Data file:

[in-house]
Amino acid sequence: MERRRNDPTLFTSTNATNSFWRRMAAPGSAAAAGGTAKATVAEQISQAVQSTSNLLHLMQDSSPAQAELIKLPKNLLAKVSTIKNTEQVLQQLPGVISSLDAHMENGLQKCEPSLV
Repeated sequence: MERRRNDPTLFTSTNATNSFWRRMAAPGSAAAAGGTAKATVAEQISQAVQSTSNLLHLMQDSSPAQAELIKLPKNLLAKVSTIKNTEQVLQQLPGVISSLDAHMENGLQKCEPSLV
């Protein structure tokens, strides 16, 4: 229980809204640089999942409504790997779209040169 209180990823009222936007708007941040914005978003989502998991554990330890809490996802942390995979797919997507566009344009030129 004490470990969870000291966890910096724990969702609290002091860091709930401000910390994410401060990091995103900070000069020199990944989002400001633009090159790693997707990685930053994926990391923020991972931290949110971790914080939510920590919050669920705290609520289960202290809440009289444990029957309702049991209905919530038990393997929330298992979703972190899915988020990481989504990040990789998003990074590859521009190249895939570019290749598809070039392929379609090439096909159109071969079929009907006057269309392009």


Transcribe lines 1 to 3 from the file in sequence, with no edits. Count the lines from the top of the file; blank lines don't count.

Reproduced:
[in-house]
Amino acid sequence: MERRRNDPTLFTSTNATNSFWRRMAAPGSAAAAGGTAKATVAEQISQAVQSTSNLLHLMQDSSPAQAELIKLPKNLLAKVSTIKNTEQVLQQLPGVISSLDAHMENGLQKCEPSLV
Repeated sequence: MERRRNDPTLFTSTNATNSFWRRMAAPGSAAAAGGTAKATVAEQISQAVQSTSNLLHLMQDSSPAQAELIKLPKNLLAKVSTIKNTEQVLQQLPGVISSLDAHMENGLQKCEPSLV